Neo believes that Morpheus, an elusive figure considered to be the most dangerous man alive, can answer his question — What is the Matrix? Neo is contacted by Trinity, a beautiful stranger who leads him into an underworld where he meets Morpheus. They fight a brutal battle for their lives against a cadre of viciously intelligent secret agents.
– from unknown.
In 1999, when The Matrix came out, I was a teenager and I was becoming a fan of Keanu Reaves as I had really enjoyed him in Speed, Point Break, Chain Reaction and a range of other films (though he definitely had some real misses in the 90’s) so The Matrix was more or less designed to appeal to me.
And appeal it did.
A dark and menacing future where humans had become enslave by machines but for a small group of freedom fighters who would enter The Matrix (which for a very convenient and quickly glossed over reason looked exactly like the modern world) to achieve a range of poorly defined objectives. Okay, my teenage self was not that discerning a viewer and the fight sequences coupled with the glossy leather outfits was pretty much all it took to get me on board with this one.
After the consecutive disappointments of both follow up films though, I kind of moved on and it was only recently when I had the opportunity to see this film again.
Visually, it still works. The designs chosen for the ‘real world’ compared to the simulated spaces the create for training compared to the actual matrix all fill their role and have their own kind of charm. There’s a lot of attention to small details in the sets and the spaces fill lived in (other than the training areas which are obviously supposed to feel a bit void of personality).
I didn’t really notice it as a teenager, but the sound design for this movie is horrible. I get the mix they were going for and the tone they were trying to strike but some of those sound effects just hurt the head and the thought of computers making any of those noises these days is kind of laughable. Though back in the 90’s days of dial-up internet I guess audiences were happy to swallow that because it was hard to imagine any sound more obnoxious than that one.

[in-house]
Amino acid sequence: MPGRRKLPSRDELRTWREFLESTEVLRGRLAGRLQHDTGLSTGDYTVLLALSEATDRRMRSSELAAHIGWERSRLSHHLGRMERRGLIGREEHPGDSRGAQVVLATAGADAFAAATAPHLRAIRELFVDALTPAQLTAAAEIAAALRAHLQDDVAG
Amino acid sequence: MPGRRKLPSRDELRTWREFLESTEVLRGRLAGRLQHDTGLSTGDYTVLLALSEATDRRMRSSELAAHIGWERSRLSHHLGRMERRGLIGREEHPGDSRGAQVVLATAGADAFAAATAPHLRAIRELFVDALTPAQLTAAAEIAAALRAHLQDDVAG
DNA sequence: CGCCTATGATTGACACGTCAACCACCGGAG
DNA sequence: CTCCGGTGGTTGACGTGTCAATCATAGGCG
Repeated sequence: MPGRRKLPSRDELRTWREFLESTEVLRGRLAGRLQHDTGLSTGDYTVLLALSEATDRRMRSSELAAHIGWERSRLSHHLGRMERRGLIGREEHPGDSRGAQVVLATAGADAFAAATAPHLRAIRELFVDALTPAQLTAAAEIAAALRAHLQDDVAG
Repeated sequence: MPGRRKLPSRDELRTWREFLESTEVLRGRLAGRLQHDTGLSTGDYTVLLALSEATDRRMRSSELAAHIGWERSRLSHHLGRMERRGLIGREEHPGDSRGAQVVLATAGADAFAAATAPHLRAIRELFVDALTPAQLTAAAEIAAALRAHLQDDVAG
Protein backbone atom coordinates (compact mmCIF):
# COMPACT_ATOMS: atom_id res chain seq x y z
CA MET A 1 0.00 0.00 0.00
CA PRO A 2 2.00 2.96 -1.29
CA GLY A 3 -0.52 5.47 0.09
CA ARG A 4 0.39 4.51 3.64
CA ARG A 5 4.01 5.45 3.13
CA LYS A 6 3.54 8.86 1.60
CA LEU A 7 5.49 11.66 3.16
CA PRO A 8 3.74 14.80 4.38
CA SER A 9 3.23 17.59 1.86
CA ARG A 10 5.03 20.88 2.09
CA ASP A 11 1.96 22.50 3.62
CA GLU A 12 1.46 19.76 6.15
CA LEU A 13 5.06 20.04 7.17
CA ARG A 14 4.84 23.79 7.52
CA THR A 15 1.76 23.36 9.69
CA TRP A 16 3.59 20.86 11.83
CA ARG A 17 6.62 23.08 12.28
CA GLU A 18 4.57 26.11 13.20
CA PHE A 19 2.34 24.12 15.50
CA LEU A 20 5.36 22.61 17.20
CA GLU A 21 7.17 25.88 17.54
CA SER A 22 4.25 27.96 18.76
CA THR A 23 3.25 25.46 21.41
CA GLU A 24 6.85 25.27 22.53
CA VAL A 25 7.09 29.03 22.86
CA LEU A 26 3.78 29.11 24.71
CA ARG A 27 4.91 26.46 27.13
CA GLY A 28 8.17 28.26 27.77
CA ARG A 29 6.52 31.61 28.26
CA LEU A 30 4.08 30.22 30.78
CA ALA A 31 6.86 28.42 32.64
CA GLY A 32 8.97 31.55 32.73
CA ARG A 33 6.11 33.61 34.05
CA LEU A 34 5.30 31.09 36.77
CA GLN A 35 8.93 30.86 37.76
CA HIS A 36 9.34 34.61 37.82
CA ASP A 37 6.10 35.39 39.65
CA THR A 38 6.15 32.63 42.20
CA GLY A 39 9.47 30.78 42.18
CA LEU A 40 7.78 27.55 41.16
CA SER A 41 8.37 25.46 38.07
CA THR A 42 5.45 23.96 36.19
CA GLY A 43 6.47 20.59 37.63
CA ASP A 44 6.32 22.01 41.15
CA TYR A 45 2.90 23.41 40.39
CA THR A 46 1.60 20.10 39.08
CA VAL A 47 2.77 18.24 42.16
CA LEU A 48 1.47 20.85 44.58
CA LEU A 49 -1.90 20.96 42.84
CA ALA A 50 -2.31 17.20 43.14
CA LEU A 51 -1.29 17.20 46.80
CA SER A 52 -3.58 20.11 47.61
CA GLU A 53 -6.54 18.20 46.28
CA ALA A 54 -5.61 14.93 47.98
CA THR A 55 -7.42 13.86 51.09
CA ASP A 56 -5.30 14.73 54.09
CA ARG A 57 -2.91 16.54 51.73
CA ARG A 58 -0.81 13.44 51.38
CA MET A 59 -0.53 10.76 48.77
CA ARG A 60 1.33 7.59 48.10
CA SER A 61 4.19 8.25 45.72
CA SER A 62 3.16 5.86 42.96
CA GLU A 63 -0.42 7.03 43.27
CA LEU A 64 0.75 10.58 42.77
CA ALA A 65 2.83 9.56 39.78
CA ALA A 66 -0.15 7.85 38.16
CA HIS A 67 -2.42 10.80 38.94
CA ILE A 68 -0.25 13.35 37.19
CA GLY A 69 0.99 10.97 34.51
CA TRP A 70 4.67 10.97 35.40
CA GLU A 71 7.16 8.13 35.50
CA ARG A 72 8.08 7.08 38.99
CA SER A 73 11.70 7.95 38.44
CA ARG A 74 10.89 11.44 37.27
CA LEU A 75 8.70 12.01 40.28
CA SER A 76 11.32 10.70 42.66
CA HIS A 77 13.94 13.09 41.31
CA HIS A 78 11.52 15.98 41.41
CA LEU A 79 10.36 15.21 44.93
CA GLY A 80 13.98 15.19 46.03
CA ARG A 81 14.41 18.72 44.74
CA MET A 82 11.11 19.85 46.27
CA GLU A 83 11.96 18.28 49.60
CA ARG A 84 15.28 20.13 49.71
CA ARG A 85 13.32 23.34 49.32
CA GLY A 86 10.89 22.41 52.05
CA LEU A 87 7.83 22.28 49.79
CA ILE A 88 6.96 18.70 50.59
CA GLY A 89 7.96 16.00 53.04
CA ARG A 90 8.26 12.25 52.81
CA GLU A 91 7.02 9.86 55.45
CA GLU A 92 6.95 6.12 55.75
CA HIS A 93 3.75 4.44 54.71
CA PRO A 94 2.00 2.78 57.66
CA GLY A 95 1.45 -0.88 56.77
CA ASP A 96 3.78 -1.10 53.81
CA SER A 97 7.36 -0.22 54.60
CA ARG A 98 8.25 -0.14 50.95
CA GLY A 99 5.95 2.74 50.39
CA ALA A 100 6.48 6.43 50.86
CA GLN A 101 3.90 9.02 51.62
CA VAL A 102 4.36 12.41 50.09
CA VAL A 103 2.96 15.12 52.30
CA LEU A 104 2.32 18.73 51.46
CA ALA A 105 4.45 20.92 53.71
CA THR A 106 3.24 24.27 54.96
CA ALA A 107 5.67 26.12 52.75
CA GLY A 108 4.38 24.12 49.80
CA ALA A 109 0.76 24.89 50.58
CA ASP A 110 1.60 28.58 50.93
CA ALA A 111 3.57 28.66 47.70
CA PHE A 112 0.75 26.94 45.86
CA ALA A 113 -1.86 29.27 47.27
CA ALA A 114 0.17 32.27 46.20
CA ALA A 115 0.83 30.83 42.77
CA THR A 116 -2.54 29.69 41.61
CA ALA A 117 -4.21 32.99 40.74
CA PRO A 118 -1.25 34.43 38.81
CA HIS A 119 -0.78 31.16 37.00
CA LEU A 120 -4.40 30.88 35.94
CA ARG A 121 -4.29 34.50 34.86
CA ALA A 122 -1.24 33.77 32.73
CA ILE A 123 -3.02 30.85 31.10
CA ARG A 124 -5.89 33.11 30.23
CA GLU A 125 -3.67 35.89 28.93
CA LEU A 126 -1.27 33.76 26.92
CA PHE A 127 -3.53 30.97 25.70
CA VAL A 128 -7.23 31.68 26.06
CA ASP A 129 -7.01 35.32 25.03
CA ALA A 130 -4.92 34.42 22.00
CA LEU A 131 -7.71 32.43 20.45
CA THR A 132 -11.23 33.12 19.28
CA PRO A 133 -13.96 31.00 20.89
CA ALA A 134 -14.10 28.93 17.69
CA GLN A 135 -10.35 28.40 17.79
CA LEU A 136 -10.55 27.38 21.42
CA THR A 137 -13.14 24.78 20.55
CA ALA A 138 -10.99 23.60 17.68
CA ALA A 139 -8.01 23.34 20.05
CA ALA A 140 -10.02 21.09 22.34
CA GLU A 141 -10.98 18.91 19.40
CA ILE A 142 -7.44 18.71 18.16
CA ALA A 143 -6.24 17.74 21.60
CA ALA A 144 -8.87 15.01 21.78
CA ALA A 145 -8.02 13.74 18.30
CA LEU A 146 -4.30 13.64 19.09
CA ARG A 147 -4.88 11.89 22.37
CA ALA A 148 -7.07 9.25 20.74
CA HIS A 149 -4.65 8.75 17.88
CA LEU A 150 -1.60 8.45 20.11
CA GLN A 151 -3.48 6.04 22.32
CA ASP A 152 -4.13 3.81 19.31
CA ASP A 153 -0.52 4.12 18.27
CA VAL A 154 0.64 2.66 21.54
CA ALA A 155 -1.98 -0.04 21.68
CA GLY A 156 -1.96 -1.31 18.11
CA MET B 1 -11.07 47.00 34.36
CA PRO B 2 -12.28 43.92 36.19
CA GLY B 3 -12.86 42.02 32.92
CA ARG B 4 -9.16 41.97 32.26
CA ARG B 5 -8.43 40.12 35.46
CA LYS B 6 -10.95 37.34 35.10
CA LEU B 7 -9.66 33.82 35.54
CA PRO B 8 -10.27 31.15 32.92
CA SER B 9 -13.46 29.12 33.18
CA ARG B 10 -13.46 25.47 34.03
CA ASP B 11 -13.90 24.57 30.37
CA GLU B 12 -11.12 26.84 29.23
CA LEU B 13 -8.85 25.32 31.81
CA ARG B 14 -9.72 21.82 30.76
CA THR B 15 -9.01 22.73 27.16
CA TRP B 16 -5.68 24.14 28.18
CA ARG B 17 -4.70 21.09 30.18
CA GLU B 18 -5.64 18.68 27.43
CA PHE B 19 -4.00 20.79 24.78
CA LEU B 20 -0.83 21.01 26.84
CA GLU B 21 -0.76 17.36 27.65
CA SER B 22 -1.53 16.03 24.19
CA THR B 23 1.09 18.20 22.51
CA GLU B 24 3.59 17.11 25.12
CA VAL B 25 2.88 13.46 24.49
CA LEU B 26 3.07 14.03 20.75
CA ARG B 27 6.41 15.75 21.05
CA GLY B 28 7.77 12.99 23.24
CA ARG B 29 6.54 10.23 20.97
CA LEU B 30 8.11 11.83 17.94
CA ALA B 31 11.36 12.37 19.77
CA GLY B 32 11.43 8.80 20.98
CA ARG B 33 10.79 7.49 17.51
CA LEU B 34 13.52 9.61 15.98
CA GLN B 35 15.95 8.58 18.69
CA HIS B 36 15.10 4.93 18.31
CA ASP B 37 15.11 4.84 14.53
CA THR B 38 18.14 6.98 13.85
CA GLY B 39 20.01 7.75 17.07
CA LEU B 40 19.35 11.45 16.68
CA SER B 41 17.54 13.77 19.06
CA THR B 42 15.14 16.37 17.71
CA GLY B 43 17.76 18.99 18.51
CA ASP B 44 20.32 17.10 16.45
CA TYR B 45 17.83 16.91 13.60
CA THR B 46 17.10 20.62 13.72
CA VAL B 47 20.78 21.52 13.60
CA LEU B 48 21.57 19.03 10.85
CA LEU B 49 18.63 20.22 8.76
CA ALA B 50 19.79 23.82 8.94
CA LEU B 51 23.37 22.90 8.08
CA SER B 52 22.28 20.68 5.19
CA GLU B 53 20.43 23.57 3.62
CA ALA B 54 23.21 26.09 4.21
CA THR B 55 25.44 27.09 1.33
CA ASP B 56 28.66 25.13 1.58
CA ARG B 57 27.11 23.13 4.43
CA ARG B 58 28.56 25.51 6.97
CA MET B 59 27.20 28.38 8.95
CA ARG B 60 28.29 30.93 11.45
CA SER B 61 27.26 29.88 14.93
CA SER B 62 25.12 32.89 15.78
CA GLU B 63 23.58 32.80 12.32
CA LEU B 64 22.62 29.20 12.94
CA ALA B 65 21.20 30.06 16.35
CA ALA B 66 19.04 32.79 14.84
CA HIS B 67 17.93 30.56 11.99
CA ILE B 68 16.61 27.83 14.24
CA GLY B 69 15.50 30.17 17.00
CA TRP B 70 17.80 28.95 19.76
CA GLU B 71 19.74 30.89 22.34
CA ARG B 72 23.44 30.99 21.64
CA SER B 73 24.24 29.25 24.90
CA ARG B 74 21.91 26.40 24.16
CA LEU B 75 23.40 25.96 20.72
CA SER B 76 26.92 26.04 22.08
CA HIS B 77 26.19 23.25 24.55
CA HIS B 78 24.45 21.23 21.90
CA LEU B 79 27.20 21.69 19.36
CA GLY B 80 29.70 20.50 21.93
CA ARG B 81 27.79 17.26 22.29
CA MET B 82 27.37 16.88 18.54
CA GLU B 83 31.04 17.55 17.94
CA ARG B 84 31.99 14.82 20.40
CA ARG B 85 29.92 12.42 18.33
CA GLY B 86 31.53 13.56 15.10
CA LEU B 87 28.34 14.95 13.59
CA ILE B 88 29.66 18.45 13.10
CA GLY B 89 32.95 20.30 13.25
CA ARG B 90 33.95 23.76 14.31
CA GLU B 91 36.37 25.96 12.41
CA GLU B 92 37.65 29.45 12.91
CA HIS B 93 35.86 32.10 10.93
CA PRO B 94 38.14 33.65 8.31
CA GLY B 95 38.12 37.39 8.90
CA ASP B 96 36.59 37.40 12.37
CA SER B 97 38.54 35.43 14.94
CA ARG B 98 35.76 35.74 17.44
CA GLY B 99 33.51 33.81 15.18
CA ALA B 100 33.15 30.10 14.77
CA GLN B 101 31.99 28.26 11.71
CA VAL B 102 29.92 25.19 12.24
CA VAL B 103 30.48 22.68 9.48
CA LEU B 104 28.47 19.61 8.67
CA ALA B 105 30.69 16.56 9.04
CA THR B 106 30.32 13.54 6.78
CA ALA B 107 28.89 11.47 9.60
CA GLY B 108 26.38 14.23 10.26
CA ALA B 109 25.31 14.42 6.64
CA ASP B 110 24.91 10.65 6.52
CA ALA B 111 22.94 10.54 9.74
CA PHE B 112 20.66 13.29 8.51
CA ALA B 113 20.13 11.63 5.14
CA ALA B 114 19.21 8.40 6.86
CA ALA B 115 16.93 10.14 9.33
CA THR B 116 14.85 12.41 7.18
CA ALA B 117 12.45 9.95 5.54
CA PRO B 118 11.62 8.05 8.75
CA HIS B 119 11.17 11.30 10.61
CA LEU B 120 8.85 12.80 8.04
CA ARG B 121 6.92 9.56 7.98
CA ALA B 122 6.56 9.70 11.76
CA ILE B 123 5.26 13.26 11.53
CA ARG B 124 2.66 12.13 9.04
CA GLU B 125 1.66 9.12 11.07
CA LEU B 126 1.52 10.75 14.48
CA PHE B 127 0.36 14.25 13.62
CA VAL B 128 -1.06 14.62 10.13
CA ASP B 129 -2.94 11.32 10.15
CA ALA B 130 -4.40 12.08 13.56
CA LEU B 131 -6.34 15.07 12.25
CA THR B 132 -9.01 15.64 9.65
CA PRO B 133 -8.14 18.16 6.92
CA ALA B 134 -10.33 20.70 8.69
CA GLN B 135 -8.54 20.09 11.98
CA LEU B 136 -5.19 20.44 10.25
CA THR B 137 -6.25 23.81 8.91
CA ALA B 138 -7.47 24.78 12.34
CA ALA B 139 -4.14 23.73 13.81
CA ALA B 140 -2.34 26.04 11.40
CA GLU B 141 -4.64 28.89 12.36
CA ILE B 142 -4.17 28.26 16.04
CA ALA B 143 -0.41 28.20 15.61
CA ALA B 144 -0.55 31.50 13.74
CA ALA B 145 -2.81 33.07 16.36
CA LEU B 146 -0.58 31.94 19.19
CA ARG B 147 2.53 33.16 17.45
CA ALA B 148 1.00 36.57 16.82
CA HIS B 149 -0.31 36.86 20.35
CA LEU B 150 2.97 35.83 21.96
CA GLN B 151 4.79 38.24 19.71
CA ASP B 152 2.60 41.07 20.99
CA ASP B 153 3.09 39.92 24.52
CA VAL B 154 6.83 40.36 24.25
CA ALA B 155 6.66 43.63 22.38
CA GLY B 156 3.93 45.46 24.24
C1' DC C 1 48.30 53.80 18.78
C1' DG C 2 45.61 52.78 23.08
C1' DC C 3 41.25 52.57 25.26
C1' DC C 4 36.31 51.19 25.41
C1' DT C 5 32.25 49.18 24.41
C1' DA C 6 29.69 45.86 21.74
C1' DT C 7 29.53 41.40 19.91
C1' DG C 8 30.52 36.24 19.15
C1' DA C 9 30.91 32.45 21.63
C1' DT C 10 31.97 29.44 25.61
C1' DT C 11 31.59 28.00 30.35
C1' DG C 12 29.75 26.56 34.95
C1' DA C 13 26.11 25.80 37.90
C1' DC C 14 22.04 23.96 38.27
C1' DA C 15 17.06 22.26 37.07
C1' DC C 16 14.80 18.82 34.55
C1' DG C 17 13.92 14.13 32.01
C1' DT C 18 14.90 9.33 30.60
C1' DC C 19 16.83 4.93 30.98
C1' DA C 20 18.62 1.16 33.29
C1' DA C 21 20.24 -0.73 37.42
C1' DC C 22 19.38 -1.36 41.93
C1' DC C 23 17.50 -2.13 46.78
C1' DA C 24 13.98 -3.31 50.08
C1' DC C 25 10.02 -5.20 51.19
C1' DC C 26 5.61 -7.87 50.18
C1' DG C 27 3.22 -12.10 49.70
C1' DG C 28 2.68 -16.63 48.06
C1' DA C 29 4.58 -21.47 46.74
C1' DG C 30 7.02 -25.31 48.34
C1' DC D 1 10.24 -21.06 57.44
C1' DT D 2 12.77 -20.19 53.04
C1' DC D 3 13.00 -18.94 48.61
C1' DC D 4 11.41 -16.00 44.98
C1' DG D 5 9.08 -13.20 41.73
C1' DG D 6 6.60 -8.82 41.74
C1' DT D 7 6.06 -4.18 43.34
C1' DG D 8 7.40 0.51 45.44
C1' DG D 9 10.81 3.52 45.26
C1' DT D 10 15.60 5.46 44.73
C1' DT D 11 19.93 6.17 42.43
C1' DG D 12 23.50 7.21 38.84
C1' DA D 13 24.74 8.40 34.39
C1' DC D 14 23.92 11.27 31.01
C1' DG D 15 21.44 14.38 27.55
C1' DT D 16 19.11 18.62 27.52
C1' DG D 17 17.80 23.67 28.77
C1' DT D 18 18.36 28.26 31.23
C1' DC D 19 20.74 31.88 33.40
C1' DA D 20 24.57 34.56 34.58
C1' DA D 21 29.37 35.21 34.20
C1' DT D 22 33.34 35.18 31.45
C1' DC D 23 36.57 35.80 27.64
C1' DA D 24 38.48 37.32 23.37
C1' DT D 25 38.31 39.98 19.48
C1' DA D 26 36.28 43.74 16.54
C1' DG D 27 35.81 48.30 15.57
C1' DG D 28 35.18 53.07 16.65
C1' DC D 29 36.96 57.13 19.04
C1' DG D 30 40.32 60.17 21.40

However, for all that this is a visual feast and there are still some really interesting ideas being thrown about, the overall storyline is plagued by attempting to be overly complex for what really amounts to a man vs machine conflict and their reasons for actually entering the matrix don’t make a lot of sense when the real conflict is occurring out in the real world (I know they throw around a lot of fast words and fancy rhetoric but ultimately none of the conflict needed to be based in the matrix so Neo’s ability to seemingly control it by the end of this first is more or less a pointless gimmick – and that is yet another reason why I should stop watching sequels).
And of course, I can’t actually avoid the main issue I found with the movie, which of course are the performances. For a film packing some real star power the performances delivered here are about as subtle and nuanced as the woman in red is in the training area. Most characters have at most 3 facial expressions and tend to wear one the majority of the film only changing to one of the other two at minor climactic moments I guess to remind us they can actually emote. While we might excuse Hugo Weaving for this, given he is playing a program, the human characters can’t possibly hope to escape from scrutiny.
Yet, for all that I’ve just kind of run the film down, the one undeniable point is that it is still fun to watch (providing the volume isn’t too loud). Scenes transition smoothly one from the next, usually with a sense of movement and purpose, and where logical leaps fail the audience a character is usually quick to swoop in with an explainer to sweep away any pesky questions you might have about what the point of something is (even if that explainer doesn’t really hold up under closer scrutiny). The fight sequences are still impressive, even if the special effects, once pretty cutting edge, are now just same old or even dated. And did I mention the number of very cool leather jackets in this film? The wardrobe alone is worth watching this film for.
I’d love to know your thoughts on this film and how you feel it has aged.
Thanks for reading.
If you enjoyed this post and like the blog, consider becoming a patron to support further growth and future content.